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BACKGROUND: Intensive case management is commonly advocated for the care of the severely mentally ill, but evidence of its cost-effectiveness is lacking. AIMS: To investigate the cost-effectiveness of intensive compared with standard case management for patients with severe psychosis. METHOD: 708 patients with psychosis and a history of repeated hospital admissions were randomly allocated to standard (case-loads 30-35) or intensive (case-loads 10-15) case management. Clinical and resource use data were assessed over two years. RESULTS: No statistically significant difference was found between intensive and standard case management in the total two-year costs of care per patient (means 24,550 Pounds and 22,700 Pounds, respectively, difference 1850 Pounds, 95% CI--1600 Pounds to 5300 Pounds). There was no evidence of differential effects in African-Caribbean patients or in the most disabled. Psychiatric in-patient hospital stay accounted for 47% of the total costs, but neither such hospitalisation nor other clinical outcomes differed between the randomised groups. CONCLUSION: Reduced case-loads have no clear beneficial effect on costs, clinical outcome or cost-effectiveness. The policy of advocating intensive case management for patients with severe psychosis is not supported by these results.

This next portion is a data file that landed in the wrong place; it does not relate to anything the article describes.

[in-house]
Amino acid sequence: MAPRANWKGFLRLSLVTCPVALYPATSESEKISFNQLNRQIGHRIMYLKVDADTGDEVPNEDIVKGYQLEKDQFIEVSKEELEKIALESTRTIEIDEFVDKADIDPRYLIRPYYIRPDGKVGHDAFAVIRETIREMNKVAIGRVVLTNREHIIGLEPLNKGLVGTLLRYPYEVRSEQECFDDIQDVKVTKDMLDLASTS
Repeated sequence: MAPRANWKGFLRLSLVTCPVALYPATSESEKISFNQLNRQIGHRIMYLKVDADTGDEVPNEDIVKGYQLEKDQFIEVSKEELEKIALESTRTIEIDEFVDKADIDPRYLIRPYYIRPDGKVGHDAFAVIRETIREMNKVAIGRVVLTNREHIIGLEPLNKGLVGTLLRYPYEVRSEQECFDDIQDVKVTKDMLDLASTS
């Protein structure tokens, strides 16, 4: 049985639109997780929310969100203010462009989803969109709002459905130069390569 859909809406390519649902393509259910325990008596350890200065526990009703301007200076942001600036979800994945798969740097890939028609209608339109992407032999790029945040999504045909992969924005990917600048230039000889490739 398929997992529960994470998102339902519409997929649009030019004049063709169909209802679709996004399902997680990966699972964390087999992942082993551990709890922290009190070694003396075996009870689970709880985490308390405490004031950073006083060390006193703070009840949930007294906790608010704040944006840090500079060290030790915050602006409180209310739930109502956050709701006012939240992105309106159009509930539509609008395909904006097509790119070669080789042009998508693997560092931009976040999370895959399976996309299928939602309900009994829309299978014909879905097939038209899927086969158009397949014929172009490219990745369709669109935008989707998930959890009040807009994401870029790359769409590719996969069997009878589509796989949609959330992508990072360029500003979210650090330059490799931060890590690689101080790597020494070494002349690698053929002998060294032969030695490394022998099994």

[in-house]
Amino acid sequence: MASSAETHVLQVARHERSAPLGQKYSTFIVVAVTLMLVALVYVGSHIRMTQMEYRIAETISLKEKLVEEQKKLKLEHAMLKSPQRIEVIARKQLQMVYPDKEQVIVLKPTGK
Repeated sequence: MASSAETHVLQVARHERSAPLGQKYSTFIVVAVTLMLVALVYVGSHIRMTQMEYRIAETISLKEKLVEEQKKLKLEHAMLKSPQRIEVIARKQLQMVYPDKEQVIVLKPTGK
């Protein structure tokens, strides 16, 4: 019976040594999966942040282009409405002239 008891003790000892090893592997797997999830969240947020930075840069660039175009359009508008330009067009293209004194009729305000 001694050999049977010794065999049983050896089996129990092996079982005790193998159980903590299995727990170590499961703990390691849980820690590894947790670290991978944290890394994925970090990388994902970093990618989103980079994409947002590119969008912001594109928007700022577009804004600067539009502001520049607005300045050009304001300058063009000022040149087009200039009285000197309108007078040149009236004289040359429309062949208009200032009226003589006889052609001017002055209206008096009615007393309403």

Journal article


Br J Psychiatry

Publication Date





537 - 543


Adolescent, Adult, Aged, Cost-Benefit Analysis, Critical Care, Follow-Up Studies, Hospitalization, Humans, Middle Aged, Psychotic Disorders, Treatment Outcome, West Indies